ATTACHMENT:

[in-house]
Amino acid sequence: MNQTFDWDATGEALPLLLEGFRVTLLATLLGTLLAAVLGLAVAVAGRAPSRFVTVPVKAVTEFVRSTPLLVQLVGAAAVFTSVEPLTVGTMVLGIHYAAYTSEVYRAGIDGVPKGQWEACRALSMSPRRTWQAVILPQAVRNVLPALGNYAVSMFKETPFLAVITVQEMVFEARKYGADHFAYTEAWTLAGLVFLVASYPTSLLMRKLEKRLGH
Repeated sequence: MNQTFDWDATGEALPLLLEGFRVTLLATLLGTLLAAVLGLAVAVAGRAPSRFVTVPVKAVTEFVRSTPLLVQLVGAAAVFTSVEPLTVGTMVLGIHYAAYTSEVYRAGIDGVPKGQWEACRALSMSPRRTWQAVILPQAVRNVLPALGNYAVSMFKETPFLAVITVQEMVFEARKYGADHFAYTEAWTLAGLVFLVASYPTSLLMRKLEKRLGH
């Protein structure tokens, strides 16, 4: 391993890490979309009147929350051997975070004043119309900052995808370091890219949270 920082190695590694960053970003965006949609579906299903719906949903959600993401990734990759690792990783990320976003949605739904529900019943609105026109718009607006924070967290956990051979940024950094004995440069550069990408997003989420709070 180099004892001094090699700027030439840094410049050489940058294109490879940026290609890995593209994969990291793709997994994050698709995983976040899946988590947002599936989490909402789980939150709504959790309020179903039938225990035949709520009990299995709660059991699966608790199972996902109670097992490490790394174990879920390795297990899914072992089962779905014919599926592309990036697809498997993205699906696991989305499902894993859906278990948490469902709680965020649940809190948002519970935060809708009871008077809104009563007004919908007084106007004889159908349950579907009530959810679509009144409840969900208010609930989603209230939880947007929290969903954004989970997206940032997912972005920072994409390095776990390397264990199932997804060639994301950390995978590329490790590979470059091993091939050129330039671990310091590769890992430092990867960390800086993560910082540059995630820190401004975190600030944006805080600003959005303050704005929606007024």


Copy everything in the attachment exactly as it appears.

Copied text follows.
[in-house]
Amino acid sequence: MNQTFDWDATGEALPLLLEGFRVTLLATLLGTLLAAVLGLAVAVAGRAPSRFVTVPVKAVTEFVRSTPLLVQLVGAAAVFTSVEPLTVGTMVLGIHYAAYTSEVYRAGIDGVPKGQWEACRALSMSPRRTWQAVILPQAVRNVLPALGNYAVSMFKETPFLAVITVQEMVFEARKYGADHFAYTEAWTLAGLVFLVASYPTSLLMRKLEKRLGH
Repeated sequence: MNQTFDWDATGEALPLLLEGFRVTLLATLLGTLLAAVLGLAVAVAGRAPSRFVTVPVKAVTEFVRSTPLLVQLVGAAAVFTSVEPLTVGTMVLGIHYAAYTSEVYRAGIDGVPKGQWEACRALSMSPRRTWQAVILPQAVRNVLPALGNYAVSMFKETPFLAVITVQEMVFEARKYGADHFAYTEAWTLAGLVFLVASYPTSLLMRKLEKRLGH
């Protein structure tokens, strides 16, 4: 391993890490979309009147929350051997975070004043119309900052995808370091890219949270 920082190695590694960053970003965006949609579906299903719906949903959600993401990734990759690792990783990320976003949605739904529900019943609105026109718009607006924070967290956990051979940024950094004995440069550069990408997003989420709070 180099004892001094090699700027030439840094410049050489940058294109490879940026290609890995593209994969990291793709997994994050698709995983976040899946988590947002599936989490909402789980939150709504959790309020179903039938225990035949709520009990299995709660059991699966608790199972996902109670097992490490790394174990879920390795297990899914072992089962779905014919599926592309990036697809498997993205699906696991989305499902894993859906278990948490469902709680965020649940809190948002519970935060809708009871008077809104009563007004919908007084106007004889159908349950579907009530959810679509009144409840969900208010609930989603209230939880947007929290969903954004989970997206940032997912972005920072994409390095776990390397264990199932997804060639994301950390995978590329490790590979470059091993091939050129330039671990310091590769890992430092990867960390800086993560910082540059995630820190401004975190600030944006805080600003959005303050704005929606007024």